How to Replace An IMI Galil Recoil Spring

I have written a number of posts now about my purchase of a James River Armory Gallant, which is a Galil ARM. During function testing, I noticed that the surplus recoil spring that JRA used was on the weak side. I would pull the bolt carrier back just a bit and the spring couldn’t push it all the way closed.

Other ways you may find out your spring is weak is if it is ejecting brass a mile away, the recoil feels different or the back of the carrier is showing signs of hitting the rear of the receiver. I always function test new rifles or kit builds that I have done and would recommend you do the same.

What to do?

The fix is real simple – replace the old surplus spring with a new one. Now there is some confusion about the recoil spring because the Galil AR, ARM and SAR rifles are chambered in 5.56 NATO. They do, in fact, use a standard AKM recoil spring even though those rifles are chambered for 7.62×39. This means you have a ton of options – surplus, new old stock (meaning old but unused usually), plus new springs from ALG, Wolff, etc. In my case, I had spare ALG recoil springs on-hand used one

The Galil recoil assembly is above and the brand new ALG spring is below, still in it’s packaging.
The recoil spring assembly may look challenging to take apart but it is actually very simple. The rod is two pieces, the spring and then the retaining end cap. If you remove the spring pressure from the end cap, it slides right off the rod and everything comes apart. NOTE – the spring is under tension so keep everything under control or you will be chasing parts and you do not want to lose that little retaining end cap.
I usually hold the rear of the assembly in a vise, use one hand to compress the spring and then the other to remove the retainer. You can the release the tension in the spring in a controller manner. If you don’t use a vise, you’ll wish you had three hands. Note, some guys will use small vise grip pliers with rubber tube or electrical tape on the jaws to clamp down on the rod with the spring slightly pushed back. They then remove the retainer and control the release of the spring as they remove the vise grips. Whatever works for you is fine. I go with the vise route and not the pliers because I don’t want to risk deforming/marring the surface of the rod.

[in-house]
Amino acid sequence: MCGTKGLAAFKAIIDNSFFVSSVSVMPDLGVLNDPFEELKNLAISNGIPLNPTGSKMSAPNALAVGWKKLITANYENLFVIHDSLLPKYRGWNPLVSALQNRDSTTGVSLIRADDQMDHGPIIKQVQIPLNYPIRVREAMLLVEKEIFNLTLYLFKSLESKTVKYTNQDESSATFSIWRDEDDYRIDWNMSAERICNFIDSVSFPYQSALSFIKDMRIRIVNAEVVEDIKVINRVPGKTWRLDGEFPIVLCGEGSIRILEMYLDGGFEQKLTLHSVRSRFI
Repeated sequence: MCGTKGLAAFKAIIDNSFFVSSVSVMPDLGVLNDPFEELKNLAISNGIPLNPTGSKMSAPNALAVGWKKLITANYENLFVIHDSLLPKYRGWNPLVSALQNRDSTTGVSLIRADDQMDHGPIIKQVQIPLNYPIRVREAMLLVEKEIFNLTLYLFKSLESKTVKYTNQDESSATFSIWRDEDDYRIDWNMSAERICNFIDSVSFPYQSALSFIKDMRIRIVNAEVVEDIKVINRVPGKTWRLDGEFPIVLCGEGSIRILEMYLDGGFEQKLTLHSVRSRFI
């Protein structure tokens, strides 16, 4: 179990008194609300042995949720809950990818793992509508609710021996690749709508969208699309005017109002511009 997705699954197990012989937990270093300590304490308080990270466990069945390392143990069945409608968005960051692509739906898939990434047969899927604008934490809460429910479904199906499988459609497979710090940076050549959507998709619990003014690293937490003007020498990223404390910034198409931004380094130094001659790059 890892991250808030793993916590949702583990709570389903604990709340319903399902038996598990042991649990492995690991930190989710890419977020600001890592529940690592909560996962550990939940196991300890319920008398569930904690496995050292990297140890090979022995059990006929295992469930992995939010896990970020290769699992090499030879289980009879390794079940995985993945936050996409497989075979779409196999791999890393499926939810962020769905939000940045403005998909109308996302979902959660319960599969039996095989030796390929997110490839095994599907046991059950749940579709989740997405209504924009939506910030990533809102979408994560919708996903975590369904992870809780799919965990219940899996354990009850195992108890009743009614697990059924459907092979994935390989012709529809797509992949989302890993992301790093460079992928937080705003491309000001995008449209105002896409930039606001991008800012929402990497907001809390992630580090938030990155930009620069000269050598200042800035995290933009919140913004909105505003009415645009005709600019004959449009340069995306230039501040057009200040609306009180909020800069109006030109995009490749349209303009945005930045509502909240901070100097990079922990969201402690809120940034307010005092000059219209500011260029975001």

This is a photo of the retaining end cap and the end of the guide rod. See how the rod is notched? The end cap just slides right on and the spring sits on the retainer holding it in place. It’s elegant in its simplicity.
At the top is the original spring. The lower spring is the ALG unit. Note the interesting “dead” center with the spring coils that are right next to each other. ALG says “The 2 to 3 dead coils in the center change the natural frequency of the spring, which prevents harmonics from damaging the spring and reducing its free length.” It’s interesting – we’ll see how it holds up.
The Galil’s use a tube recoil rod that I really like. The older milled AKs used them until switching to a cheaper and easier to make linkage of two bent wires. Many RPKs still use the tube style. I tend to think it creates a more consistent return but not everyone agrees with me and that’s fine. I don’t have a mountain of collected data from experiments to support my hunch. Regardless, to re-assemble the recoil rod assembly, I use this long center punch to support the inner rod as I compress the wire. Any object small enough to fit in the rear tube to support the front rod would work.
So you push or pull the wire back as you apply pressure to keep the inner rod slid out forward.
Here I have the spring easily held back and have placed the retaining cap back on. I then just guided the spring back into position and ensured it was sitting square on the end cap.
Here the end result. The newly assembled unit is to the top. A recoil spring assembly from a Galil SAR kit is under it for comparison and the old original spring is at the bottom.

In Summary

It’s easy to swap out the recoil spring and the rifle functions great with the ALG unit. Definitely function test your rifles before going to the range the first time to avoid surprises.

I hope this helps you out.

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